This Monday's 'summit' in San Caetano started at five in the afternoon, the time in which the League matches were played on Sundays, and ended after nine at night. More than four hours for each of Alfonso Rueda's interviews with Valentín González Formoso and Ana Pontón, which resulted in what was expected, given the prevailing climate and the statements -mainly from the opposition- of the previous days: very little. The general secretary of the PSdeG affirmed that he hoped that his first meeting in the Presidency wing would be more “productive”. And the national spokeswoman for the Bloc was even harsher: "I come out wondering why the president of the Xunta summons us."
Alfonso Rueda, determined to continue patenting that "style" that, having just arrived in office, helps him to detach himself a little from the shadow of Alberto Núñez Feijóo, was more conciliatory. Probably because he was the one who had set the lowest bar. Faced with a left that turned its back on him without presenting its government program, and which has been questioning his legitimacy in office, it was enough for him to find minimal consensus on the issues he wants to present to Pedro Sánchez... when the Prime Minister has to welcome him -yesterday he still did not answer the letter from the head of the Xunta requesting an audience-.
At all times Formoso tried to place the ball on the roof of the Xunta: he came with some proposals, but Rueda is in his antipodes. Faced with the label of 'branch agent', he defended that they are also capable of assigning duties to the State, and wanted to convey that in some areas there were "approaches" with the president. But even when he said that they can be understood, as with the Next Generation funds, he ended up criticizing the Xunta, demanding that it lend a hand financially and not let "escaping" tractor projects. And he insisted that the Galician government stop confronting the central government and blaming it. "Galicia cannot be in a permanent 'simpa' of confrontation with the State and (...) with the needy sectors," he sentenced.
Ponton's tone was more sour and disenchanted. When asked if at least the hour and a half meeting had been cordial, he replied that cordiality, with public services. He started by saying that what Rueda wanted was a "photo", and like Formoso, he stuck to the script that he had prepared: a Block that wanted to deal with "intramural" issues in front of a Rueda focused on his encounter with Sánchez. It is in "matters of its competence", of the Xunta, stressed the leader of the BNG, "where we can work", but there is no "will" in a president "castellated in his maxim that they do everything well". The "country issues" that Rueda raised, to bring them to La Moncloa by consensus, he reduced to "generalities". That they weren't even new, he made ugly. And that the BNG anticipated many of the issues that the president of the Xunta raised yesterday, he said. "We are already defending a Galician in Madrid," he disdained. "In what depends on others, it is very easy," he claimed, rounded off his criticism.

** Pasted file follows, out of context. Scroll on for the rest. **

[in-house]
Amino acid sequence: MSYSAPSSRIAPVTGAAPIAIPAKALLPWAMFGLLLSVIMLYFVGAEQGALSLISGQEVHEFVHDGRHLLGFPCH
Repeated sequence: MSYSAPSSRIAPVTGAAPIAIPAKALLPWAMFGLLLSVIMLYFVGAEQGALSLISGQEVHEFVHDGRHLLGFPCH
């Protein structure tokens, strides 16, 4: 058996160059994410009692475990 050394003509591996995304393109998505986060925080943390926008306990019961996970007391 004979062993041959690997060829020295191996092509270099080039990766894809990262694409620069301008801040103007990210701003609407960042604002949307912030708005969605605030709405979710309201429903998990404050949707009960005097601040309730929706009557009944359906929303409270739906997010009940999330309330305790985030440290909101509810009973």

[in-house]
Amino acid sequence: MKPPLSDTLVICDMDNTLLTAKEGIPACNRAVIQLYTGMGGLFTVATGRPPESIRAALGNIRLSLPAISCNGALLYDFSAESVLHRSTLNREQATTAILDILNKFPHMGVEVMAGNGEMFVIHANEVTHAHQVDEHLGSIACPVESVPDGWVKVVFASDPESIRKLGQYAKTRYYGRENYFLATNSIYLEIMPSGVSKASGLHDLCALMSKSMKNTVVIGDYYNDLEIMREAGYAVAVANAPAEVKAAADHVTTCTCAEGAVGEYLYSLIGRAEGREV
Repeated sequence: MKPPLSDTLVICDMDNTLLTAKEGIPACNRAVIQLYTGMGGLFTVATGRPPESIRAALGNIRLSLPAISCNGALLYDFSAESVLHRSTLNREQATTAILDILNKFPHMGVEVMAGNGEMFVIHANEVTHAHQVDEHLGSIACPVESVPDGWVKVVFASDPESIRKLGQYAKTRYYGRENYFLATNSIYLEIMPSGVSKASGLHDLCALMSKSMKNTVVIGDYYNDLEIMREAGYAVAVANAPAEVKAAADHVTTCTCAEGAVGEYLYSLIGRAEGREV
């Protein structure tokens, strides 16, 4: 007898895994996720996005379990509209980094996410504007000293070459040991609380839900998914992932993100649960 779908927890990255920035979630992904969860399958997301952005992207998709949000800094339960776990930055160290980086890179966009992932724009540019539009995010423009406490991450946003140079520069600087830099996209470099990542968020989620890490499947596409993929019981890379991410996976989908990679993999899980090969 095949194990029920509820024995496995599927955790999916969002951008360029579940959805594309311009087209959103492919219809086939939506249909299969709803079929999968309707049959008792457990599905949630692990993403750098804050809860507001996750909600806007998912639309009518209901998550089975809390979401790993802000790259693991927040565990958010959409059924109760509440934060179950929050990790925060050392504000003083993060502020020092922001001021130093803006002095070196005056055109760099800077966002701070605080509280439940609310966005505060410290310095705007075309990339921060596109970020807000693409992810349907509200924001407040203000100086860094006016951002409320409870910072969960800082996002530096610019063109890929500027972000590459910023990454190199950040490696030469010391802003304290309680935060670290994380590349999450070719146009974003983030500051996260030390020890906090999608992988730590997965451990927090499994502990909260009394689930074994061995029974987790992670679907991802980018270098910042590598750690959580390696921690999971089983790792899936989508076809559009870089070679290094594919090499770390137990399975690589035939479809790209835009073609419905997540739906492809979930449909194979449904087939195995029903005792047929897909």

It was shocking that a few minutes later Rueda appeared in a more benevolent key, celebrating not only the dialogue, but also certain points of understanding: in health, he appreciated that the three, with their differences, believe that the Government has to lift the administrative plug and enable more plazas; in the Next Generation funds -the first vice president, Nadia Calviño, will attend on Friday-, she thanked Formoso for support to the Galician projects and valued that Pontón advocates for decentralized; in the transfer of powers, she highlighted the emphasis on the AP-9 shared with the BNG, although she lamented the opposition's lack of interest in infrastructure. What his interlocutors had painted totally black, Rueda saw more greyish. Perhaps part of the discrepancy was condensed in his reflection on the "differences" between adopting measures from the government and doing it from outside. The «reality bath», «possibility and realism», compared to proposing and asking for things «without thinking if they are possible». He exemplified it in Pontón: "If I don't agree with him, it's because I think he has unrealizable proposals." The president, true to his style, chose to see the bottle half full.